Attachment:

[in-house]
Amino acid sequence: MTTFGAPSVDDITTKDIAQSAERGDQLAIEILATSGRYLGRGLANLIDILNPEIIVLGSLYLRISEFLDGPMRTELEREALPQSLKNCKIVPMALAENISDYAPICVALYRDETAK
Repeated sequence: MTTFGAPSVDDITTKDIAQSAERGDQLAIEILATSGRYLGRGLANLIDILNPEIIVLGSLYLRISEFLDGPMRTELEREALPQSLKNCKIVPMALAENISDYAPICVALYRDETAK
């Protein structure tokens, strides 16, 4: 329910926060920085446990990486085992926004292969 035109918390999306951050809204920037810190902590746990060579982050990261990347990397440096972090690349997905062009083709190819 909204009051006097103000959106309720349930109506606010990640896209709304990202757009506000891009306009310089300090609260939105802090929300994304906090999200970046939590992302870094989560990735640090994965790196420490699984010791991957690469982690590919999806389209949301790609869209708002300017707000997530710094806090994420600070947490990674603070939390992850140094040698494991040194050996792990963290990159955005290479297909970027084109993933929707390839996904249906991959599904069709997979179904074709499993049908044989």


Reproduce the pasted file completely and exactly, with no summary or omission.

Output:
[in-house]
Amino acid sequence: MTTFGAPSVDDITTKDIAQSAERGDQLAIEILATSGRYLGRGLANLIDILNPEIIVLGSLYLRISEFLDGPMRTELEREALPQSLKNCKIVPMALAENISDYAPICVALYRDETAK
Repeated sequence: MTTFGAPSVDDITTKDIAQSAERGDQLAIEILATSGRYLGRGLANLIDILNPEIIVLGSLYLRISEFLDGPMRTELEREALPQSLKNCKIVPMALAENISDYAPICVALYRDETAK
């Protein structure tokens, strides 16, 4: 329910926060920085446990990486085992926004292969 035109918390999306951050809204920037810190902590746990060579982050990261990347990397440096972090690349997905062009083709190819 909204009051006097103000959106309720349930109506606010990640896209709304990202757009506000891009306009310089300090609260939105802090929300994304906090999200970046939590992302870094989560990735640090994965790196420490699984010791991957690469982690590919999806389209949301790609869209708002300017707000997530710094806090994420600070947490990674603070939390992850140094040698494991040194050996792990963290990159955005290479297909970027084109993933929707390839996904249906991959599904069709997979179904074709499993049908044989």